Twelve decentralized green energy projects have won a total of £2.6m ($3.5m) through a Scottish support scheme.
The awards from Scotland’s Low Carbon Infrastructure Transition Programme (LCITP) include a low-carbon heat scheme at the University of the West of Scotland’s Ayr campus and energy efficient housing for elderly residents.
Of the 12 projects, ten won support totalling £550,000 to produce investment-grade business cases. This support will be matched by project partners.
Two projects received £1.95m, to be matched by the Scottish government’s District Heating Loan Fund.
Further details of the winning projects were not given. However, the LCITP lists fundable categories including geothermal heating, water source heat pumps, local energy and low carbon demonstrator projects.
Paul Wheelhouse, Minister for Business, Innovation and Energy, said Scotland “has set some of the most ambitious carbon reduction targets on the planet – exceeding the requirements of the Paris agreement – and is making excellent progress towards meeting them.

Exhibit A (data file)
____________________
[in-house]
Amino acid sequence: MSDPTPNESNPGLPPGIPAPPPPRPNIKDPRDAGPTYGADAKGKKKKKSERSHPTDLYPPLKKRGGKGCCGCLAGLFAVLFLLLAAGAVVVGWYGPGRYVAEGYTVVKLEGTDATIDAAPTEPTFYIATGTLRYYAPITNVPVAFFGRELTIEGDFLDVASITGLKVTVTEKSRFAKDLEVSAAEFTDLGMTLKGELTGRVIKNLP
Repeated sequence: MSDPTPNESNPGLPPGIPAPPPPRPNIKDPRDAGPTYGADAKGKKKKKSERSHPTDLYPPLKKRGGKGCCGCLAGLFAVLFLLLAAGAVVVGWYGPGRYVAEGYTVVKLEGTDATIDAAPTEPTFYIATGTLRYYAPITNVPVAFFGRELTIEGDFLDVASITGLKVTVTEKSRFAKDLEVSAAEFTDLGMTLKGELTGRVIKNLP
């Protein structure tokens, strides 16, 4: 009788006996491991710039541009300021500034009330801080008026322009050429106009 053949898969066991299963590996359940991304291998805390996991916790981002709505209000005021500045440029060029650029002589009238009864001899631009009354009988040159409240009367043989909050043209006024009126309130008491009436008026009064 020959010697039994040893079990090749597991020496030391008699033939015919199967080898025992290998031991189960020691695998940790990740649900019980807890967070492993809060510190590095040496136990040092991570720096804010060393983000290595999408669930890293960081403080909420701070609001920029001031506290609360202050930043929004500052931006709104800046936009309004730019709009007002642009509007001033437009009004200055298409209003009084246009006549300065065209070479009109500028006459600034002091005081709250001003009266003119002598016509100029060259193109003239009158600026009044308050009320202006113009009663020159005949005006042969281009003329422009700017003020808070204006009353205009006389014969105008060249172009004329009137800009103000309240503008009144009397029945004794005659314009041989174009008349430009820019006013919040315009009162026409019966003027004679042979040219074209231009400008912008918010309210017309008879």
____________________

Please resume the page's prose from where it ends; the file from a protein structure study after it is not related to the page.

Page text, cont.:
“We have also set our sights on eradicating fuel poverty – which is an unacceptable blight on too many households in Scotland in 2017 – as energy prices have risen steadily, at a time when wages have been depressed due to a weak UK economy and austerity.
“These twin challenges drive our ambition for innovative local energy projects, such as those for which we are today announcing £2.6 million of funding, as these will provide many consumers, including in some of Scotland’s most remote areas, with an alternative, greener, and potentially cheaper energy source.
“The construction and maintenance of these projects will also have the added benefit of creating and sustaining jobs, and in doing so can bolster local economies.”